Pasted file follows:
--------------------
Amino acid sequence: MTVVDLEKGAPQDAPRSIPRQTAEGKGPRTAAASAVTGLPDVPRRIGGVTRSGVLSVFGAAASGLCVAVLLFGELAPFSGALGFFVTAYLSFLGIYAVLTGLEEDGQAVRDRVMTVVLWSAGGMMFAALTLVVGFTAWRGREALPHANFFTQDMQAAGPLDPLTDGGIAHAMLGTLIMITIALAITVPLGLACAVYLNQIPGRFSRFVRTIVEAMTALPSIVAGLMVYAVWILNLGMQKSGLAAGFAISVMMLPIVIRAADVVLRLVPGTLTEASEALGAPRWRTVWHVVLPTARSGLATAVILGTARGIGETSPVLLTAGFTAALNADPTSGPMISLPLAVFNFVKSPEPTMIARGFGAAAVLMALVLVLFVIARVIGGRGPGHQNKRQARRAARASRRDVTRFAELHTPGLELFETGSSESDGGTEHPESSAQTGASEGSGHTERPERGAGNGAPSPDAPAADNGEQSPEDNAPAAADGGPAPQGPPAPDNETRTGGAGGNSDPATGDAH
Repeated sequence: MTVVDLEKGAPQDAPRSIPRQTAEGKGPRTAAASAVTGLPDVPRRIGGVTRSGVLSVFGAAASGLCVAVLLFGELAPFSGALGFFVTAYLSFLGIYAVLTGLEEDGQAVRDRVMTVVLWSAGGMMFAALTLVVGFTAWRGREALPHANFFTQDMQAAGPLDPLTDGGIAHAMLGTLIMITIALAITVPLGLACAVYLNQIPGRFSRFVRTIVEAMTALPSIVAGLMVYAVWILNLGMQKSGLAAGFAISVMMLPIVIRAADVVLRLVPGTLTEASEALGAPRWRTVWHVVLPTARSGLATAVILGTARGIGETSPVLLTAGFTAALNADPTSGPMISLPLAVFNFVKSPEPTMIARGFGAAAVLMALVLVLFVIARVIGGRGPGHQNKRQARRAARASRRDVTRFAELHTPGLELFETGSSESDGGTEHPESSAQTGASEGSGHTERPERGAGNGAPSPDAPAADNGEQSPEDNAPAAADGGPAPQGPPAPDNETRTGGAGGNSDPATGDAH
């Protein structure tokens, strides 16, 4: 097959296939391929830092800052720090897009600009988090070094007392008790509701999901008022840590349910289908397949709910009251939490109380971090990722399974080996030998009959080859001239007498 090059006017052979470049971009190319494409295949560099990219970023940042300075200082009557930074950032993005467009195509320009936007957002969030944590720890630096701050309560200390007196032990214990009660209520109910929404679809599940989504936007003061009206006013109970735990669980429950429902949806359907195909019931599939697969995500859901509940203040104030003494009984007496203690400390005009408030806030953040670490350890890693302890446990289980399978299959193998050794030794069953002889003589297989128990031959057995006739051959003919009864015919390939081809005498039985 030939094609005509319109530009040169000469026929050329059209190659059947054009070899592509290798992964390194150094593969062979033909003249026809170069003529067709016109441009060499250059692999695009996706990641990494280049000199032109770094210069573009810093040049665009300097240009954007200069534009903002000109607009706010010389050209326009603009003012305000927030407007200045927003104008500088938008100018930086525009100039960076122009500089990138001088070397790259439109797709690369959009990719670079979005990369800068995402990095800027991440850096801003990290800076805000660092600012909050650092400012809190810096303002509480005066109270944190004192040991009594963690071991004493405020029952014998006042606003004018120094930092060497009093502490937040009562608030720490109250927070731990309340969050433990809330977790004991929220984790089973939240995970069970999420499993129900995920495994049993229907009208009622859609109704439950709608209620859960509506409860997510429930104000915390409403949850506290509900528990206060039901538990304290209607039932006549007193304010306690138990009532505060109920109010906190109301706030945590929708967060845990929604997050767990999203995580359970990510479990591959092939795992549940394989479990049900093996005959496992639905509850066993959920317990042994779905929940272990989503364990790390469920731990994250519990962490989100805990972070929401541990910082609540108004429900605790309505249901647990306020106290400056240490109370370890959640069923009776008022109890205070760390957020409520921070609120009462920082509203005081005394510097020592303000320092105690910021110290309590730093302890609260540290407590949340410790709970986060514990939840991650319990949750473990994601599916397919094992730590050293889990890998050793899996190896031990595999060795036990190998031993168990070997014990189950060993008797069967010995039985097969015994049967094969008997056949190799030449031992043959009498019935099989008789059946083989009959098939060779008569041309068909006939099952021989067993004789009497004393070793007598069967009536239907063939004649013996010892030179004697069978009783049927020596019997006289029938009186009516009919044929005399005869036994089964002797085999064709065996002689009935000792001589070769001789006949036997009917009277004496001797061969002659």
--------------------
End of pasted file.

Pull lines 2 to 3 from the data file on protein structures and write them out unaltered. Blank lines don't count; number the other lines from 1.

Repeated sequence: MTVVDLEKGAPQDAPRSIPRQTAEGKGPRTAAASAVTGLPDVPRRIGGVTRSGVLSVFGAAASGLCVAVLLFGELAPFSGALGFFVTAYLSFLGIYAVLTGLEEDGQAVRDRVMTVVLWSAGGMMFAALTLVVGFTAWRGREALPHANFFTQDMQAAGPLDPLTDGGIAHAMLGTLIMITIALAITVPLGLACAVYLNQIPGRFSRFVRTIVEAMTALPSIVAGLMVYAVWILNLGMQKSGLAAGFAISVMMLPIVIRAADVVLRLVPGTLTEASEALGAPRWRTVWHVVLPTARSGLATAVILGTARGIGETSPVLLTAGFTAALNADPTSGPMISLPLAVFNFVKSPEPTMIARGFGAAAVLMALVLVLFVIARVIGGRGPGHQNKRQARRAARASRRDVTRFAELHTPGLELFETGSSESDGGTEHPESSAQTGASEGSGHTERPERGAGNGAPSPDAPAADNGEQSPEDNAPAAADGGPAPQGPPAPDNETRTGGAGGNSDPATGDAH
């Protein structure tokens, strides 16, 4: 097959296939391929830092800052720090897009600009988090070094007392008790509701999901008022840590349910289908397949709910009251939490109380971090990722399974080996030998009959080859001239007498 090059006017052979470049971009190319494409295949560099990219970023940042300075200082009557930074950032993005467009195509320009936007957002969030944590720890630096701050309560200390007196032990214990009660209520109910929404679809599940989504936007003061009206006013109970735990669980429950429902949806359907195909019931599939697969995500859901509940203040104030003494009984007496203690400390005009408030806030953040670490350890890693302890446990289980399978299959193998050794030794069953002889003589297989128990031959057995006739051959003919009864015919390939081809005498039985 030939094609005509319109530009040169000469026929050329059209190659059947054009070899592509290798992964390194150094593969062979033909003249026809170069003529067709016109441009060499250059692999695009996706990641990494280049000199032109770094210069573009810093040049665009300097240009954007200069534009903002000109607009706010010389050209326009603009003012305000927030407007200045927003104008500088938008100018930086525009100039960076122009500089990138001088070397790259439109797709690369959009990719670079979005990369800068995402990095800027991440850096801003990290800076805000660092600012909050650092400012809190810096303002509480005066109270944190004192040991009594963690071991004493405020029952014998006042606003004018120094930092060497009093502490937040009562608030720490109250927070731990309340969050433990809330977790004991929220984790089973939240995970069970999420499993129900995920495994049993229907009208009622859609109704439950709608209620859960509506409860997510429930104000915390409403949850506290509900528990206060039901538990304290209607039932006549007193304010306690138990009532505060109920109010906190109301706030945590929708967060845990929604997050767990999203995580359970990510479990591959092939795992549940394989479990049900093996005959496992639905509850066993959920317990042994779905929940272990989503364990790390469920731990994250519990962490989100805990972070929401541990910082609540108004429900605790309505249901647990306020106290400056240490109370370890959640069923009776008022109890205070760390957020409520921070609120009462920082509203005081005394510097020592303000320092105690910021110290309590730093302890609260540290407590949340410790709970986060514990939840991650319990949750473990994601599916397919094992730590050293889990890998050793899996190896031990595999060795036990190998031993168990070997014990189950060993008797069967010995039985097969015994049967094969008997056949190799030449031992043959009498019935099989008789059946083989009959098939060779008569041309068909006939099952021989067993004789009497004393070793007598069967009536239907063939004649013996010892030179004697069978009783049927020596019997006289029938009186009516009919044929005399005869036994089964002797085999064709065996002689009935000792001589070769001789006949036997009917009277004496001797061969002659």